The federal audit court of Brazil has ordered the company to start its asset sale program from square one, except for two projects. The program was suspended with a December injunction, while the audit court undertook a review. That court has now ruled to overturn the injunction.
Now, the only two assets that Petrobras will be able to sell without the need to go back and start from scratch are a part of its drilling rights in the deepwater sector of the Gulf of Mexico and the Bauna and Tartaruga Verde fields off the Brazilian coast.
The rest of the assets that the Brazilian state-owned giant had put up for sale and had started negotiations over will have to be sold under different rules stipulated by the audit court—rules that have not yet been disclosed. The court’s infrastructure coordinator, however, told Reuters that the purpose of the rules is to make the divestment process more transparent.
Petrobras launched its asset sale program five years ago, and has since then sold around 30 assets, among them its Argentine and Chile operations. Another 40 assets need to be divested as the company struggles with the largest debt in the global oil industry, exceeding $100 billion.
This year and next, Petrobras has to meet debt obligations amounting to $24 billion. To be able to do this, the company planned to generate proceeds of $15 billion from asset sales in the period. Now that it has to restart the divestment process, its costs associated with the divestment program will rise, affecting the proceeds.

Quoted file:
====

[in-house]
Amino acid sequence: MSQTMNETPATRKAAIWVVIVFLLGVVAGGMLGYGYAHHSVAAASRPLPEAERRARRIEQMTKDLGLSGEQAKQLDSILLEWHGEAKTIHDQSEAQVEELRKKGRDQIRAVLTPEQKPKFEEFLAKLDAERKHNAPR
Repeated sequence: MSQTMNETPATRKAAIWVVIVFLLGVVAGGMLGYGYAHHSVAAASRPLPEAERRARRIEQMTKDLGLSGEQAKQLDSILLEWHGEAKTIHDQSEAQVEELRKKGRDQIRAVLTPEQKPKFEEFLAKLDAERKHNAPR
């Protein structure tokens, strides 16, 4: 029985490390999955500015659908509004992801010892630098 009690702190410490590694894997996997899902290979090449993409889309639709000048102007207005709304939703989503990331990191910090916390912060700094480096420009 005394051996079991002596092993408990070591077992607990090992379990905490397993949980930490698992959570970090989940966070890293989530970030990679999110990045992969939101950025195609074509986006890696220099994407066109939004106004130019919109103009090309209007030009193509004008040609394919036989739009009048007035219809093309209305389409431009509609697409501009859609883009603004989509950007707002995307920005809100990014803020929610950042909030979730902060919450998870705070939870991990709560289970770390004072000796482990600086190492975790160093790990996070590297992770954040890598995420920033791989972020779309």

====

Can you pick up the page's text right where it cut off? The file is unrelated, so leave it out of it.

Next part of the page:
Recently, Petrobras also bought back almost $5.6 billion worth of bonds as part of efforts to reduce its debt load.
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The Brazilian giant is still reeling from the combined blow of the oil price crash and a graft scandal that led to the ousting of the country’s President Dilma Rousseff, but it seems things are starting to improve. In January, the company said it was going to increase exploration, production, and refining expenditure by 30 percent with the outlays for 2017 seen at $19 billion, up from $14.6 billion last year. Cash on hand, according to CEO Pedro Parente, stood at $22 billion at the start of this year, which would keep Petrobras active for another two years.
By Irina Slav for Oilprice.com
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Irina is a writer for the U.S.-based Divergente LLC consulting firm with over a decade of experience writing on the oil and gas industry.